11. First Generation College Students in Engineering: A Grounded Theory Study of Family Influence on Academic Decision Making

    ERIC Educational Resources Information Center

    Simmons, Denise Rutledge

    2012-01-01

    This work develops a constructivist grounded theory describing the influence of family and those that serve a role similar to family on the academic decision making of undergraduate first generation in college (FGC) students majoring in engineering. FGC students, in this study, are students with neither parent having attained a bachelor's…

  12. Mentoring: A Grounded Theory Study Examining How the Relationship between the Mentor and Mentee Becomes Mutually Beneficial

    ERIC Educational Resources Information Center

    Martin, David Richard

    2013-01-01

    This grounded theory qualitative study examined the mentee/mentor relationship between five first year teachers and their five assigned mentors in a school district in Central Florida. To generate a model that seeks to explain how and why a mentee/mentor relationship changes and evolves from that of a single directional stream of information to…

  13. Work and Risk: Perceptions of Nuclear-Power Personnel. a Study in Grounded Theory.

    NASA Astrophysics Data System (ADS)

    Fields, Claire Dewitt

    1992-01-01

    The utility industry has devoted time and money to assure personnel within nuclear power plants are informed about occupational risks. Radiation-protection training programs are designed to present information to employees about occupational radiation and protective procedures. Work -related concerns are known to create stress, affect the morale of the workforce, influence collective bargaining, and increase compensation claims. This study was designed to determine perceptions of risk among employees of nuclear power plants and identify variables that influence these perceptions. Four power plants were included in the study, one in Canada and three in the United States. Data were generated through participant observations and interviews of 350 participants during a period of 3 weeks at each plant. Data were gathered and analyzed following procedures advanced by Grounded Theory, a naturalistic methodology used in this study. Training content, information, and communication materials were additional sources of data. Findings indicated employees believed health and safety risks existed within the work environment. Perceptions of risk were influenced by training quality, the work environment, nuclear myths and images of the general public, and fears of family members. Among the three groups of workers, administration personnel, security personnel, and radiation workers, the latter identified a larger number of risks. Workers perceived radiation risks, shift work, and steam pipe ruptures as high-level concerns. Experiencing stress, making mistakes, and fear of sabotage were concerns shared among all employee groups at various levels of concern. Strategies developed by employees were used to control risk. Strategies included teamwork, humor, monitoring, avoidance, reframing, and activism. When risks were perceived as uncontrollable, the employee left the plant. A coping strategy of transferring concerns about radiological risks to nonradiological risks were uncovered in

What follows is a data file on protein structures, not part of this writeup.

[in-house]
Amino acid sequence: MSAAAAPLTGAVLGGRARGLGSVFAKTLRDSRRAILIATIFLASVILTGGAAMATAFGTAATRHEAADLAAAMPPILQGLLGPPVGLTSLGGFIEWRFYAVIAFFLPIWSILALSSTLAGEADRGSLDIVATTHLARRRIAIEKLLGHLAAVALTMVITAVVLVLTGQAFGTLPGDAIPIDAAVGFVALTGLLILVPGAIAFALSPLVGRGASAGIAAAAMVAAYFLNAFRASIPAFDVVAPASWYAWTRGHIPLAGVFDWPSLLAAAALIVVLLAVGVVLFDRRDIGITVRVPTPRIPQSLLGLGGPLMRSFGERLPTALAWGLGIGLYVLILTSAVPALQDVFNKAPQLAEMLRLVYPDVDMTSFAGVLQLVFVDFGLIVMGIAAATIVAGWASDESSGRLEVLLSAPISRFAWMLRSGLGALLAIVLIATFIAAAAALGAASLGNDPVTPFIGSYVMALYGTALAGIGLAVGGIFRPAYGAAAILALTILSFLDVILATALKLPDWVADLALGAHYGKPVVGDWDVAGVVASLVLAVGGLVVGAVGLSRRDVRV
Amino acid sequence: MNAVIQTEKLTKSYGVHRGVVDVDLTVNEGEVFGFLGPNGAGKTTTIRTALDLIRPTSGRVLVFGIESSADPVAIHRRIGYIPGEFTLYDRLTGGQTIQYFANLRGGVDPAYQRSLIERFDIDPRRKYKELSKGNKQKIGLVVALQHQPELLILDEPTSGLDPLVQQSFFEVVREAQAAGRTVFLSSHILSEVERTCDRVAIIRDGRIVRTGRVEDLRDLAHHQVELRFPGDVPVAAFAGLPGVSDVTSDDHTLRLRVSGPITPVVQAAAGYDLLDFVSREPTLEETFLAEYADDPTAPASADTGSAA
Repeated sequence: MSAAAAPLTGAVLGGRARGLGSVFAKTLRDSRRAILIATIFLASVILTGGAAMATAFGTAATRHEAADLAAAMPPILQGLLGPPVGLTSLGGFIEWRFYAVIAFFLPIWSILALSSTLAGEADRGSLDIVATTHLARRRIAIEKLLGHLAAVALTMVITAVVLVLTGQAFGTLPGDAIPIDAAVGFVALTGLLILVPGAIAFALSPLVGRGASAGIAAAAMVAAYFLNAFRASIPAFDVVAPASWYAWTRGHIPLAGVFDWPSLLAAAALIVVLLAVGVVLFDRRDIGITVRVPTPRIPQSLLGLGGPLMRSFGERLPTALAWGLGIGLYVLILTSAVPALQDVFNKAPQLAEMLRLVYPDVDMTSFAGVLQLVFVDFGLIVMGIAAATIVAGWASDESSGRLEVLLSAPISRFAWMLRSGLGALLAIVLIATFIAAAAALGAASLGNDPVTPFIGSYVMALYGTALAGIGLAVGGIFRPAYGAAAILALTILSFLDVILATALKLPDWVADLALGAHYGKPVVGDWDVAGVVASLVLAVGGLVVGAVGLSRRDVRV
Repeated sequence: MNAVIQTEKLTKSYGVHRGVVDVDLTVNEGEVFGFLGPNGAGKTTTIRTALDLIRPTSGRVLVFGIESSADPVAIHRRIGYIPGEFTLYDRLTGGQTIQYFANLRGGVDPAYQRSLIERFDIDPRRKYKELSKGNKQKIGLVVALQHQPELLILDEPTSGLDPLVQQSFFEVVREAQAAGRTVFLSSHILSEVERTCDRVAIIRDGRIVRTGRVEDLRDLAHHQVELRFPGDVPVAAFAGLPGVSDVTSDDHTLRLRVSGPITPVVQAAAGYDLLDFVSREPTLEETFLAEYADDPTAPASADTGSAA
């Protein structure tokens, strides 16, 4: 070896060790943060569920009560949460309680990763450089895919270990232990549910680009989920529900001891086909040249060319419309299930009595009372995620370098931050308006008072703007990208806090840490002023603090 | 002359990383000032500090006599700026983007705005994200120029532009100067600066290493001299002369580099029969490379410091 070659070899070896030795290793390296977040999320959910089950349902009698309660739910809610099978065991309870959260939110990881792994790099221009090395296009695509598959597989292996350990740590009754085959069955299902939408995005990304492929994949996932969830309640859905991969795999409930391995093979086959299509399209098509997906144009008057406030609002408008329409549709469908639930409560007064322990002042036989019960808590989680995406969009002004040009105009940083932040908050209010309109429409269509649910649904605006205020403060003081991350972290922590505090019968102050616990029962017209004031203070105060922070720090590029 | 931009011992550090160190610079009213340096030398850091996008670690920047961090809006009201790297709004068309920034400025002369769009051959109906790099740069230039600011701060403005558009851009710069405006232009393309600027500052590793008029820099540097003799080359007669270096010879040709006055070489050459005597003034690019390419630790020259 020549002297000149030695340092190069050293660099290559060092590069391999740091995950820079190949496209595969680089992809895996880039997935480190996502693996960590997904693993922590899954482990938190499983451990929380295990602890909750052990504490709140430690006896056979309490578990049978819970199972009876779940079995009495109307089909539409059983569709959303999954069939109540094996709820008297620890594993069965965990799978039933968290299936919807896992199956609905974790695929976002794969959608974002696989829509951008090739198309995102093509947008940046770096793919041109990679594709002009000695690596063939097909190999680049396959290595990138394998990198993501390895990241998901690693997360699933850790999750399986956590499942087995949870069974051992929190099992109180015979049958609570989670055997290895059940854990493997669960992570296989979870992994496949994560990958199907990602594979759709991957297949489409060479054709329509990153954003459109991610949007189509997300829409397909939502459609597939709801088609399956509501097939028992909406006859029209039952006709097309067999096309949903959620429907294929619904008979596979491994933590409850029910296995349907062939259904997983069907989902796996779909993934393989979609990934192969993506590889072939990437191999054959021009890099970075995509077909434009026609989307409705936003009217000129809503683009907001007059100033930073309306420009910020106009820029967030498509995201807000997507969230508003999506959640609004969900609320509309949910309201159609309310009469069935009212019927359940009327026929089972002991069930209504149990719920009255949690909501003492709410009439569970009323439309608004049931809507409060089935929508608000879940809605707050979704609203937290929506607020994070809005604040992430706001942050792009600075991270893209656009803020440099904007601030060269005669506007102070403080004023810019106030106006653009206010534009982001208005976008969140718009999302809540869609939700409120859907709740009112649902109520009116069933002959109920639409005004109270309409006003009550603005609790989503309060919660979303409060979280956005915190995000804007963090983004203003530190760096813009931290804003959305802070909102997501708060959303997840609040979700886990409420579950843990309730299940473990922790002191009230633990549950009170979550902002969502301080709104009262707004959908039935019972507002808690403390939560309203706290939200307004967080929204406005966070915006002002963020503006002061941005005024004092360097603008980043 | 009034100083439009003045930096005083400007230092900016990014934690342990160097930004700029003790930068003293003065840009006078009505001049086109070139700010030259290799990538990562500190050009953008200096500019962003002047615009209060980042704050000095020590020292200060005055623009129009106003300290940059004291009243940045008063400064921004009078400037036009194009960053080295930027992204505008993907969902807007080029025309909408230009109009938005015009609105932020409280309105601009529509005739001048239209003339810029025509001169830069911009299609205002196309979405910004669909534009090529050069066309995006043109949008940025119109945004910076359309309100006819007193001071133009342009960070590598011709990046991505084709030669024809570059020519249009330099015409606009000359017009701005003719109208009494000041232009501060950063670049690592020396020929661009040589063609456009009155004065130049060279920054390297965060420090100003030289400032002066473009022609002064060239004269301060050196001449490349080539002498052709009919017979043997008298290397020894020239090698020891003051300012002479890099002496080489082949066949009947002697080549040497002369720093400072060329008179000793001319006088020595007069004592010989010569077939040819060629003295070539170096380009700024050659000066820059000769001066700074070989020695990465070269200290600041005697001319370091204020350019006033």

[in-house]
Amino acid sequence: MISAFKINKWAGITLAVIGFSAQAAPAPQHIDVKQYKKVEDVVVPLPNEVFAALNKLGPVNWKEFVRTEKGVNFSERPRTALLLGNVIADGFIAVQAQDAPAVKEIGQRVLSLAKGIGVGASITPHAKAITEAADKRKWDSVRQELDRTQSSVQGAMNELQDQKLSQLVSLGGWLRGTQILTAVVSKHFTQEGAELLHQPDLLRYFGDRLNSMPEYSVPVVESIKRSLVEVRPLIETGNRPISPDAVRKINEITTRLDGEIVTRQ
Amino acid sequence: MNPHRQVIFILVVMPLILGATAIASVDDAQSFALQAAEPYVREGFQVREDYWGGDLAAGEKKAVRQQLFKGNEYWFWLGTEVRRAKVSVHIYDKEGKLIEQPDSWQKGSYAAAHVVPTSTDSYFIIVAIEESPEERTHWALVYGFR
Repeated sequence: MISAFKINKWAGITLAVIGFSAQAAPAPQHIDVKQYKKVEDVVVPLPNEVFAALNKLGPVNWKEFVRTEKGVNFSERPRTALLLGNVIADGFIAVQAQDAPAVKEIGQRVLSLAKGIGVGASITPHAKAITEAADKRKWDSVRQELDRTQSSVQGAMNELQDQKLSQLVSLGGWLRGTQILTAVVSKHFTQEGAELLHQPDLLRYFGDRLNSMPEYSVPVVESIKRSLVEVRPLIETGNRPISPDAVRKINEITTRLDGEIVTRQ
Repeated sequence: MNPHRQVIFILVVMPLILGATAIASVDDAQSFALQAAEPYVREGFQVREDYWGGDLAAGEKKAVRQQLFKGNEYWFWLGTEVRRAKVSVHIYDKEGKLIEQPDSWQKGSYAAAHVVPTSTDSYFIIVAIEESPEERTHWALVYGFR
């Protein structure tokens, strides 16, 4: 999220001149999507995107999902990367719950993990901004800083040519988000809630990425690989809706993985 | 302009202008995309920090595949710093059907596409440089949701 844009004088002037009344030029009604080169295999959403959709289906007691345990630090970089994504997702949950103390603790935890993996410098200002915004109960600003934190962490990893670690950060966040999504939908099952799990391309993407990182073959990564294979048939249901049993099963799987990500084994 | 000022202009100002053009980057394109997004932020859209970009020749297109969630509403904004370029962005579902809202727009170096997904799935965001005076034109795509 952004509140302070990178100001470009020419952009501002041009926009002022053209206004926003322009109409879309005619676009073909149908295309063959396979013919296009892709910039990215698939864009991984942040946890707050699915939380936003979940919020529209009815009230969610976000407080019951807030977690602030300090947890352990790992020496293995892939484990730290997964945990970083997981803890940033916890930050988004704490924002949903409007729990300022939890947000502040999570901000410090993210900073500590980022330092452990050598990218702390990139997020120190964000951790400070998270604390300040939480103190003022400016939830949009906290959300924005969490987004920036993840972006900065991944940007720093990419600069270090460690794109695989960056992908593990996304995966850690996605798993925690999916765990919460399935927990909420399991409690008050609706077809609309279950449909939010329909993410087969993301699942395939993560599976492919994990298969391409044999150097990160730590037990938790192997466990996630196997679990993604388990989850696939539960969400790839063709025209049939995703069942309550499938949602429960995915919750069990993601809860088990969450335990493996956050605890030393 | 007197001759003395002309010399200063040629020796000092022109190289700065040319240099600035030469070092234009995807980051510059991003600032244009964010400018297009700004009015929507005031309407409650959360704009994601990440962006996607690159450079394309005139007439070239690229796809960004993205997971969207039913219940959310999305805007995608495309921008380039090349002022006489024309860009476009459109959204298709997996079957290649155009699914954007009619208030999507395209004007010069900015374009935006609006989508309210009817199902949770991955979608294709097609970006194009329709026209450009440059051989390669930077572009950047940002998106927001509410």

14. Assimilating to Hierarchical Culture: A Grounded Theory Study on Communication among Clinical Nurses.

    PubMed

    Kim, MinYoung; Oh, Seieun

    2016-01-01

    The purpose of this study was to generate a substantive model that accounts for the explanatory social processes of communication in which nurses were engaged in clinical settings in Korea. Grounded theory methodology was used in this study. A total of 15 clinical nurses participated in the in-depth interviews. "Assimilating to the hierarchical culture" emerged as the basic social process of communication in which the participants engaged in their work environments. To adapt to the cultures of their assigned wards, the nurses learned to be silent and engaged in their assimilation into the established hierarchy. The process of assimilation consisted of three phases based on the major goals that nurses worked to achieve: getting to know about unspoken rules, persevering within the culture, and acting as senior nurse. Seven strategies and actions utilized to achieve the major tasks emerged as subcategories, including receiving strong disapproval, learning by observing, going silent, finding out what is acceptable, minimizing distress, taking advantages as senior nurse, and taking responsibilities as senior nurse. The findings identified how the pattern of communication in nursing organizations affected the way in which nurses were assimilated into organizational culture, from individual nurses' perspectives. In order to improve the rigid working atmosphere and culture in nursing organizations and increase members' satisfaction with work and quality of life, managers and staff nurses need training that focuses on effective communication and encouraging peer opinion-sharing within horizontal relationships. Moreover, organization-level support should be provided to create an environment that encourages free expression. PMID:27253389

  15. Assimilating to Hierarchical Culture: A Grounded Theory Study on Communication among Clinical Nurses

    PubMed Central

    2016-01-01